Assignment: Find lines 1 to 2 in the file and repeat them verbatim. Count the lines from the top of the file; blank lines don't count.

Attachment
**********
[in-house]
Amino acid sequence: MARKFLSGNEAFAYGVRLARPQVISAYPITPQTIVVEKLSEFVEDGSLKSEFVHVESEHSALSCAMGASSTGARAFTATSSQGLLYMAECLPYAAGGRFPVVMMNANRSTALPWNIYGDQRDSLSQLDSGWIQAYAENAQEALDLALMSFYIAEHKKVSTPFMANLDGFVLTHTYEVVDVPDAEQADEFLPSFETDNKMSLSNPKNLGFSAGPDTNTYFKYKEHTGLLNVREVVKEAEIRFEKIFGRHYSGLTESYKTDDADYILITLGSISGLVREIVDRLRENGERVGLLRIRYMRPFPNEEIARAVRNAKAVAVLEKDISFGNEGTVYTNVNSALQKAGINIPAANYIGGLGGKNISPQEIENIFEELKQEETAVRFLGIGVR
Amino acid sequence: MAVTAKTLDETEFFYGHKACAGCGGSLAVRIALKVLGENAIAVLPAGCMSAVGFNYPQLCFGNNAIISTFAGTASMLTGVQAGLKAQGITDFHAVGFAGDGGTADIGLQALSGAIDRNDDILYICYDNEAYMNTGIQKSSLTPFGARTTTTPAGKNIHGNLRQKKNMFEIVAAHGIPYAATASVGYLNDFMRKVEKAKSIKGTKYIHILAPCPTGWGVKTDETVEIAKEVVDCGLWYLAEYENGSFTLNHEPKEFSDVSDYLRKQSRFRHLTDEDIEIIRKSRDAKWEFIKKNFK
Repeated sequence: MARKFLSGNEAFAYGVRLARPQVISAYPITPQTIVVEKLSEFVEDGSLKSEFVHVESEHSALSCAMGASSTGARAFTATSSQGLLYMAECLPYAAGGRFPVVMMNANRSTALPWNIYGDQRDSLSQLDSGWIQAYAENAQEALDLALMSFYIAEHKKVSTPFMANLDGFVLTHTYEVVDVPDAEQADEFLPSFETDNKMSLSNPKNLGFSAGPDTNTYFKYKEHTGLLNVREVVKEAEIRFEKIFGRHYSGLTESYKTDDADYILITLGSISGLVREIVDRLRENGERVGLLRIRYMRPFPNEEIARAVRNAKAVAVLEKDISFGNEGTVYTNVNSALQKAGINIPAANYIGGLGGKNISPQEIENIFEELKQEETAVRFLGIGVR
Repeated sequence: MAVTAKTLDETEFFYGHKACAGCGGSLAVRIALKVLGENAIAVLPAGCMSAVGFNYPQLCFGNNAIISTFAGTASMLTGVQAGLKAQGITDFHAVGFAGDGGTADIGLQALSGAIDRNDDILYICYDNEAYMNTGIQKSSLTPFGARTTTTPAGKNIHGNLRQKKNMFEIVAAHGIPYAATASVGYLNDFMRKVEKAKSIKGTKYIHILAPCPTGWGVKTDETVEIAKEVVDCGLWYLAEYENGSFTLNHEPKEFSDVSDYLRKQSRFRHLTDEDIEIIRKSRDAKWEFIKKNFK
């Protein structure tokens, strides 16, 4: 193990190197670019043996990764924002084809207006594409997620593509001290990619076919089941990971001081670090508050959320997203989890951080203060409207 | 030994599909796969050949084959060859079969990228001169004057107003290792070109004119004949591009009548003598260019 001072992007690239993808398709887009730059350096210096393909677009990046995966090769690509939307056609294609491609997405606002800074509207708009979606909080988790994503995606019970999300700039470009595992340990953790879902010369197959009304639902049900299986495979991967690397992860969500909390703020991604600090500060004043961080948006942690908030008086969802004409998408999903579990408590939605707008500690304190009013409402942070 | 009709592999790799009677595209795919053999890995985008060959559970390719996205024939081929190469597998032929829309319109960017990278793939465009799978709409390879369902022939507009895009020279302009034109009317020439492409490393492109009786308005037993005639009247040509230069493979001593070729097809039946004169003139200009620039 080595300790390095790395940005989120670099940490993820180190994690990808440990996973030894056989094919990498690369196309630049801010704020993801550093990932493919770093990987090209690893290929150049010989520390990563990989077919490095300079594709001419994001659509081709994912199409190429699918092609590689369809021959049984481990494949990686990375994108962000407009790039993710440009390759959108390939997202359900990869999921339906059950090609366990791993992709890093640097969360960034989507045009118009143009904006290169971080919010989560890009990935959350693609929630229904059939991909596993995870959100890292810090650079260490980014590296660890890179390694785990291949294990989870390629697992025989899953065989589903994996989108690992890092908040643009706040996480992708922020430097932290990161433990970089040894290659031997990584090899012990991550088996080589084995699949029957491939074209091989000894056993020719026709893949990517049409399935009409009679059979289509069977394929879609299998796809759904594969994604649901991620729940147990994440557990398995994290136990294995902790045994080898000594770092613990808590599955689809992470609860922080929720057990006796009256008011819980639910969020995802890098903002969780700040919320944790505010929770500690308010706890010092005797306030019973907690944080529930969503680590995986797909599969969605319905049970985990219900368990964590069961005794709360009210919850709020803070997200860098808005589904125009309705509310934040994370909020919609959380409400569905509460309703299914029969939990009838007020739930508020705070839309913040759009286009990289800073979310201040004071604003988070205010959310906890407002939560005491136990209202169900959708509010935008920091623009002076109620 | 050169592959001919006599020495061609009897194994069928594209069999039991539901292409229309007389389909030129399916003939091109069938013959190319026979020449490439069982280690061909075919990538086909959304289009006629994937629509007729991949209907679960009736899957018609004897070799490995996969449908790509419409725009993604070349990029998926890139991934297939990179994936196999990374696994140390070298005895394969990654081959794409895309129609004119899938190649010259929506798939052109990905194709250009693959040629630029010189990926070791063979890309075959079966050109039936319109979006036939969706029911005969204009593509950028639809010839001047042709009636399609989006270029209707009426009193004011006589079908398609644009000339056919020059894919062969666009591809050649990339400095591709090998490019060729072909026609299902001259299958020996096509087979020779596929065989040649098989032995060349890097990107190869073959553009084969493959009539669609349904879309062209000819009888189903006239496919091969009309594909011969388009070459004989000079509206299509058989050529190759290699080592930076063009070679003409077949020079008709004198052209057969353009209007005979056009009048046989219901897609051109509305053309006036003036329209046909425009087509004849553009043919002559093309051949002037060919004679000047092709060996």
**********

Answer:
[in-house]
Amino acid sequence: MARKFLSGNEAFAYGVRLARPQVISAYPITPQTIVVEKLSEFVEDGSLKSEFVHVESEHSALSCAMGASSTGARAFTATSSQGLLYMAECLPYAAGGRFPVVMMNANRSTALPWNIYGDQRDSLSQLDSGWIQAYAENAQEALDLALMSFYIAEHKKVSTPFMANLDGFVLTHTYEVVDVPDAEQADEFLPSFETDNKMSLSNPKNLGFSAGPDTNTYFKYKEHTGLLNVREVVKEAEIRFEKIFGRHYSGLTESYKTDDADYILITLGSISGLVREIVDRLRENGERVGLLRIRYMRPFPNEEIARAVRNAKAVAVLEKDISFGNEGTVYTNVNSALQKAGINIPAANYIGGLGGKNISPQEIENIFEELKQEETAVRFLGIGVR